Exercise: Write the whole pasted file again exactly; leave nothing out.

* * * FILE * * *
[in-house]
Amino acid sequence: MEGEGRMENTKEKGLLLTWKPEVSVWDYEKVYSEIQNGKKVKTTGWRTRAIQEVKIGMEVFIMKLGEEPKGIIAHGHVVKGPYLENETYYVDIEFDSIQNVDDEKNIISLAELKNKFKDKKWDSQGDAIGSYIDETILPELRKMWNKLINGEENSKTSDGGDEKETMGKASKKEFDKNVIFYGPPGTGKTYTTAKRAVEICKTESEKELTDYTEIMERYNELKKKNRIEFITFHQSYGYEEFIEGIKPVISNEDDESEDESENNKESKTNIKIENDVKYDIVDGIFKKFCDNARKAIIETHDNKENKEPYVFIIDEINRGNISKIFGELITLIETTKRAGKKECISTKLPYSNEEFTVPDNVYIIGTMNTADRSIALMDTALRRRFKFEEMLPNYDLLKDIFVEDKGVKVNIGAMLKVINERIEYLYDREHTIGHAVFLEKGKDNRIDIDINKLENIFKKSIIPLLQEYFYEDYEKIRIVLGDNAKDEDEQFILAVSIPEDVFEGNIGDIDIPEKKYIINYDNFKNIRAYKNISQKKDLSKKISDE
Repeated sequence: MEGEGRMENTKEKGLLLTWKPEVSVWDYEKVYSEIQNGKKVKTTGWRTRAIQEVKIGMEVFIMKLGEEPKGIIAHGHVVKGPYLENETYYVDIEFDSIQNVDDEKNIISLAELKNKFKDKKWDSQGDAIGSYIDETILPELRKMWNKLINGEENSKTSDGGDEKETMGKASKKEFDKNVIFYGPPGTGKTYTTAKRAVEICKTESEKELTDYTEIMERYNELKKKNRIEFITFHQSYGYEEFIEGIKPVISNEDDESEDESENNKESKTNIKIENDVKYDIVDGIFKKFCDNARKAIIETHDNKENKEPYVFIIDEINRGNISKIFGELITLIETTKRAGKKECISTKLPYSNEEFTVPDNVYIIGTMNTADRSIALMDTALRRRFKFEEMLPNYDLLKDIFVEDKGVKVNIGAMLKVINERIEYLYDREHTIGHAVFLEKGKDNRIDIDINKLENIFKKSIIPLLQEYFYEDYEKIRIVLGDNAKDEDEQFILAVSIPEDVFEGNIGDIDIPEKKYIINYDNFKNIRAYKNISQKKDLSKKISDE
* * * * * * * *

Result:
[in-house]
Amino acid sequence: MEGEGRMENTKEKGLLLTWKPEVSVWDYEKVYSEIQNGKKVKTTGWRTRAIQEVKIGMEVFIMKLGEEPKGIIAHGHVVKGPYLENETYYVDIEFDSIQNVDDEKNIISLAELKNKFKDKKWDSQGDAIGSYIDETILPELRKMWNKLINGEENSKTSDGGDEKETMGKASKKEFDKNVIFYGPPGTGKTYTTAKRAVEICKTESEKELTDYTEIMERYNELKKKNRIEFITFHQSYGYEEFIEGIKPVISNEDDESEDESENNKESKTNIKIENDVKYDIVDGIFKKFCDNARKAIIETHDNKENKEPYVFIIDEINRGNISKIFGELITLIETTKRAGKKECISTKLPYSNEEFTVPDNVYIIGTMNTADRSIALMDTALRRRFKFEEMLPNYDLLKDIFVEDKGVKVNIGAMLKVINERIEYLYDREHTIGHAVFLEKGKDNRIDIDINKLENIFKKSIIPLLQEYFYEDYEKIRIVLGDNAKDEDEQFILAVSIPEDVFEGNIGDIDIPEKKYIINYDNFKNIRAYKNISQKKDLSKKISDE
Repeated sequence: MEGEGRMENTKEKGLLLTWKPEVSVWDYEKVYSEIQNGKKVKTTGWRTRAIQEVKIGMEVFIMKLGEEPKGIIAHGHVVKGPYLENETYYVDIEFDSIQNVDDEKNIISLAELKNKFKDKKWDSQGDAIGSYIDETILPELRKMWNKLINGEENSKTSDGGDEKETMGKASKKEFDKNVIFYGPPGTGKTYTTAKRAVEICKTESEKELTDYTEIMERYNELKKKNRIEFITFHQSYGYEEFIEGIKPVISNEDDESEDESENNKESKTNIKIENDVKYDIVDGIFKKFCDNARKAIIETHDNKENKEPYVFIIDEINRGNISKIFGELITLIETTKRAGKKECISTKLPYSNEEFTVPDNVYIIGTMNTADRSIALMDTALRRRFKFEEMLPNYDLLKDIFVEDKGVKVNIGAMLKVINERIEYLYDREHTIGHAVFLEKGKDNRIDIDINKLENIFKKSIIPLLQEYFYEDYEKIRIVLGDNAKDEDEQFILAVSIPEDVFEGNIGDIDIPEKKYIINYDNFKNIRAYKNISQKKDLSKKISDE